The new viscoplastic model is formulated in the frame of the classical thermodynamic theory based in the first and second principles, which are assumed in the Clausius – Duhem expression. The function for the Helmholtz’s free energy is a quadratic form used in small deformation problems (3), and is defined as dependent on the total strain  and the internal variables vector ( q ).


where is the constitutive tensor, is a function of the components of strain rate tensor, and is a viscoplastic component of the free energy3.

The model developed assumes the viscoplastic hypothesis1 to define the constitutive equation (4) and energy’s dissipation expression.


The constitutive tensor has been defined depending on the strain rate escalar value, which has been defined from the elastic energy and the uniaxial equivalent stress (5)



The Direct Tensile Test has been chosen to reproduce the stress – strain response of the material under tensile stresses. This test will be employed to study the constitutive variables involved and its influence to calibrate the model. The experimental results have been obtained from a static direct tensile test under prescribed displacement at different loading rates keeping constant the strain rate, according to the dimensions of the specimen. The direct tensile test is performed on two prismatic specimens of asphalt mixture with square base (Figure 2) for two different temperatures, to characterize the material properties and constitutive values.

4.1 Calibration of the model

To calibrate de model a numerical modelation of the two experimental specimens has been designed, prescribing the suitable boundary conditions in the symetry axes (Figure 3).

The simulation of the laboratory tests allows us to obtain the constitutive parameters, for the three strain rates and two temperatures, chosen as reference. Assuming the geometric relation between the Young modulus and viscosities obtained for each strain rate, the two constants from the strain rate expressions – KE, K – can be determined, for every temperature.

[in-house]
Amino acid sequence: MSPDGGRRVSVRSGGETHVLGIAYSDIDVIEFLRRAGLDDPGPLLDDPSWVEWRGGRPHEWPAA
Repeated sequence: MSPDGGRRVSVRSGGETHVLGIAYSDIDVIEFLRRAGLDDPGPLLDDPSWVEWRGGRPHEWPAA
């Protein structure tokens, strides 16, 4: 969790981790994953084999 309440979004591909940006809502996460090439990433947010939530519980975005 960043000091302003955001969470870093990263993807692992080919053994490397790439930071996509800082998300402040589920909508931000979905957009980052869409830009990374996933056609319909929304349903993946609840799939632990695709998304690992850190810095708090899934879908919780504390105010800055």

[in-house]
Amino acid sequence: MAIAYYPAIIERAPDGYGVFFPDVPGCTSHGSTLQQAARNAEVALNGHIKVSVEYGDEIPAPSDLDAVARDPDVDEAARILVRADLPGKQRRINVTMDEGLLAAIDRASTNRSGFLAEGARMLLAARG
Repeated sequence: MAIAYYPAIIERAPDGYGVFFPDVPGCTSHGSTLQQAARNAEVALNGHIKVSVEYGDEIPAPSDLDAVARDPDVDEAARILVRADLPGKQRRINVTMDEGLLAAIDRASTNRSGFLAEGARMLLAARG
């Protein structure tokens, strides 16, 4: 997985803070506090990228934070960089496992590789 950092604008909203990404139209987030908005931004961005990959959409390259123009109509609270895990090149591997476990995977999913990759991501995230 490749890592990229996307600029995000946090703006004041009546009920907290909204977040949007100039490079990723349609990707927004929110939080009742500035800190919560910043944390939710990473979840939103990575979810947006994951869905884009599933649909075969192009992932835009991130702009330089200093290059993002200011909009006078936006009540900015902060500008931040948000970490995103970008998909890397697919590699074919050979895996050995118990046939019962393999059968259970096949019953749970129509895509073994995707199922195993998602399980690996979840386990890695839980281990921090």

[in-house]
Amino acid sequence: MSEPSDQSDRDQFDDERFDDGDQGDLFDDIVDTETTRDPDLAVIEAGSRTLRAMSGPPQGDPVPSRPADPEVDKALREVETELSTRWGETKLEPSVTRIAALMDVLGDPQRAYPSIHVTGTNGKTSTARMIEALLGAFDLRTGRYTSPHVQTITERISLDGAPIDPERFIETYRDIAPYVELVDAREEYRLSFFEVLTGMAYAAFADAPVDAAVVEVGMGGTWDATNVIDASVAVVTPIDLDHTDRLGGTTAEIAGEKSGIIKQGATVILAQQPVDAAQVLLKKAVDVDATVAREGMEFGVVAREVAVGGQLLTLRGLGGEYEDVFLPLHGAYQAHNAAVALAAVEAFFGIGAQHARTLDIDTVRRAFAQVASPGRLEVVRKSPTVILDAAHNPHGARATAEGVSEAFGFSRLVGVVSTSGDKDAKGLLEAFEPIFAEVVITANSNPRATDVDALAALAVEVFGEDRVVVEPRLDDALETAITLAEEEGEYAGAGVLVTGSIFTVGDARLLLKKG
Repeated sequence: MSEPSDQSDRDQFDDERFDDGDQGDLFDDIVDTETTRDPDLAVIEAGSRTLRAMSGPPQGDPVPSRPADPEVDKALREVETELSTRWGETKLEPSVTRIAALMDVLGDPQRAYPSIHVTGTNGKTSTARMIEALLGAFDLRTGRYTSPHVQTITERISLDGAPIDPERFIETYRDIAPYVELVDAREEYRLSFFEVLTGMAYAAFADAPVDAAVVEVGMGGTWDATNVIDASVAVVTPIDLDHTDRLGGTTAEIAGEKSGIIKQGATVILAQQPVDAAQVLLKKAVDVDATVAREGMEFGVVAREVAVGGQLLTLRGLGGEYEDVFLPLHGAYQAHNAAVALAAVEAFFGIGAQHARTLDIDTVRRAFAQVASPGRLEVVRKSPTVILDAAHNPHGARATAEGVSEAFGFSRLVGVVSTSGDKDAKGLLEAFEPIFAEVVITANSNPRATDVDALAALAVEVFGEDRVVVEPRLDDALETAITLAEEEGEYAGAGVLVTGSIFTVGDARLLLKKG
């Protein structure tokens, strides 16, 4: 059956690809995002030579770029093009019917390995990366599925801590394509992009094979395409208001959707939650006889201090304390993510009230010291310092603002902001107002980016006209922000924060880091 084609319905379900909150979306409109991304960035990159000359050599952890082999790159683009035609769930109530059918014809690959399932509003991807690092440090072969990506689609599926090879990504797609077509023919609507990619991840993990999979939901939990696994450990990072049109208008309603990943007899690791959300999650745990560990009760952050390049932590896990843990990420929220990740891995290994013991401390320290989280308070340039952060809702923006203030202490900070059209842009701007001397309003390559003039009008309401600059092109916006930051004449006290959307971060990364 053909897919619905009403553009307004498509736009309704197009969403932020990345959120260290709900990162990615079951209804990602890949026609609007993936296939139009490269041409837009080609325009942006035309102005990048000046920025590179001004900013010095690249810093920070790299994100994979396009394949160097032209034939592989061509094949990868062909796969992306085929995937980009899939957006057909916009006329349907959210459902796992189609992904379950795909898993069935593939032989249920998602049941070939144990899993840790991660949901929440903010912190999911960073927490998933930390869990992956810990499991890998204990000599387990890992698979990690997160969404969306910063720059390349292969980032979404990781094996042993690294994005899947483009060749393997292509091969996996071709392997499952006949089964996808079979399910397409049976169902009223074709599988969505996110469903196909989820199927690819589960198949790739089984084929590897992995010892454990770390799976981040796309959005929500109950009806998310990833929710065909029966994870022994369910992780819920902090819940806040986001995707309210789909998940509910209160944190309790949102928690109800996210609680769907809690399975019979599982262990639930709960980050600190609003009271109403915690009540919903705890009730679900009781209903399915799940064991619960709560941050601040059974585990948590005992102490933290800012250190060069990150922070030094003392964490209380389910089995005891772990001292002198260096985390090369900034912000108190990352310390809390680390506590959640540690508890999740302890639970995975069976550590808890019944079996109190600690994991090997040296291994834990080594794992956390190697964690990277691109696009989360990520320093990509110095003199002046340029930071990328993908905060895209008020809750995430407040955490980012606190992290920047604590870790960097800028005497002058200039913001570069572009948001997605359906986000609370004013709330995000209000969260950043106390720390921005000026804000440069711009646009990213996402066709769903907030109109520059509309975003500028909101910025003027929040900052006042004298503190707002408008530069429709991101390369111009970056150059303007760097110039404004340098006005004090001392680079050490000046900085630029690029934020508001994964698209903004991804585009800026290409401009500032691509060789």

The Poisson’s ratio is assumed as constant as well as the fracture energy. The Yield stress is also assumed as constant for each temperature, but the range of elastic behavior is not much significant. The prescribed displacements exceeds this elastic limit easily, so the response is practically viscoplastic in the whole range of displacements.

Figure 2.- Direct tensile test scheme Figure 3.- Specimen 1 ( 20ºC) & Specimen 2 ( 8,3ºC )

4.2 Experimental results Vs Numerical results

The described model has been used for the numerical simulation of the asphaltic material response. The results were compared with experimental test for two temperatures and two strain rates named FAST and SLOW. The results are shown in Figure 4.1 y 4.2

Figure 4.1.- Numerical Vs Experimental test Figure 4.2.- Numerical Vs Experimental test

FAST Test. = 1,2.10-4 sec-1SLOW Test. = 1,2.10-5 sec-1

The numerical approximation to the experimental curves is fairly good for the constitutive values and expressions adopted, taking into account the high level of variation in the material’s respose, even for a fixed strain rate and temperature.


[1] Oller, Sergio. “Dinámica No lineal” CIMNE – UPC Editions, 2001 Barcelona ( Spain )

[2] Dr. Owen, J., Hinton, E. (1980), Second Reprint (1986) “Finite Elements in Plasticity. Theory and Practice”, Swansea U.K.

[3] Celentano, Diego Javier. “ Un modelo termomecánico para problemas de solidificación de metales “ Universidad politécnica de Cataluña – Mayo 2004